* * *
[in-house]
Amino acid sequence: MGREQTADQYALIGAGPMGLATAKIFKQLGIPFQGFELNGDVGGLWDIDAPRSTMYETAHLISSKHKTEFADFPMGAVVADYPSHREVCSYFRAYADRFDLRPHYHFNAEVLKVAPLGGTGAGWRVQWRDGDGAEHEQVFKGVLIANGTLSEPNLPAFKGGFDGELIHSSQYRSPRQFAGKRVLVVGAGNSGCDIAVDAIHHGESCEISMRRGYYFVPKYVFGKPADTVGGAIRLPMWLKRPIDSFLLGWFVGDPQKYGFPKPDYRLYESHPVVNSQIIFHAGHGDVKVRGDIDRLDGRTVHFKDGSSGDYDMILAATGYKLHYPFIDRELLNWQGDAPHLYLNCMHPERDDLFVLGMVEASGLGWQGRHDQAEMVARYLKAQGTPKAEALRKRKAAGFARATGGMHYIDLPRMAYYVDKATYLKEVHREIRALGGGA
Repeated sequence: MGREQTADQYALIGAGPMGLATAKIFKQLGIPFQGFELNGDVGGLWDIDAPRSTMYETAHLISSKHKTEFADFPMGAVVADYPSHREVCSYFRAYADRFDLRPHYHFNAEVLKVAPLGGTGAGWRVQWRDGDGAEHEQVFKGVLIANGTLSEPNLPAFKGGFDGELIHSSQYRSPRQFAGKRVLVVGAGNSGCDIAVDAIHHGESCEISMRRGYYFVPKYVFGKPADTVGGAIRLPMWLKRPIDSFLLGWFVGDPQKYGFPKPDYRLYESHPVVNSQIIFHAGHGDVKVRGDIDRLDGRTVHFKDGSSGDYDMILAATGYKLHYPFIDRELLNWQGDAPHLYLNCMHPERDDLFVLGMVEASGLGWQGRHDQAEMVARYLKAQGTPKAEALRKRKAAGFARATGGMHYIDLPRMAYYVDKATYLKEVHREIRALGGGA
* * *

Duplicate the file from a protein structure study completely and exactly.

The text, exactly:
[in-house]
Amino acid sequence: MGREQTADQYALIGAGPMGLATAKIFKQLGIPFQGFELNGDVGGLWDIDAPRSTMYETAHLISSKHKTEFADFPMGAVVADYPSHREVCSYFRAYADRFDLRPHYHFNAEVLKVAPLGGTGAGWRVQWRDGDGAEHEQVFKGVLIANGTLSEPNLPAFKGGFDGELIHSSQYRSPRQFAGKRVLVVGAGNSGCDIAVDAIHHGESCEISMRRGYYFVPKYVFGKPADTVGGAIRLPMWLKRPIDSFLLGWFVGDPQKYGFPKPDYRLYESHPVVNSQIIFHAGHGDVKVRGDIDRLDGRTVHFKDGSSGDYDMILAATGYKLHYPFIDRELLNWQGDAPHLYLNCMHPERDDLFVLGMVEASGLGWQGRHDQAEMVARYLKAQGTPKAEALRKRKAAGFARATGGMHYIDLPRMAYYVDKATYLKEVHREIRALGGGA
Repeated sequence: MGREQTADQYALIGAGPMGLATAKIFKQLGIPFQGFELNGDVGGLWDIDAPRSTMYETAHLISSKHKTEFADFPMGAVVADYPSHREVCSYFRAYADRFDLRPHYHFNAEVLKVAPLGGTGAGWRVQWRDGDGAEHEQVFKGVLIANGTLSEPNLPAFKGGFDGELIHSSQYRSPRQFAGKRVLVVGAGNSGCDIAVDAIHHGESCEISMRRGYYFVPKYVFGKPADTVGGAIRLPMWLKRPIDSFLLGWFVGDPQKYGFPKPDYRLYESHPVVNSQIIFHAGHGDVKVRGDIDRLDGRTVHFKDGSSGDYDMILAATGYKLHYPFIDRELLNWQGDAPHLYLNCMHPERDDLFVLGMVEASGLGWQGRHDQAEMVARYLKAQGTPKAEALRKRKAAGFARATGGMHYIDLPRMAYYVDKATYLKEVHREIRALGGGA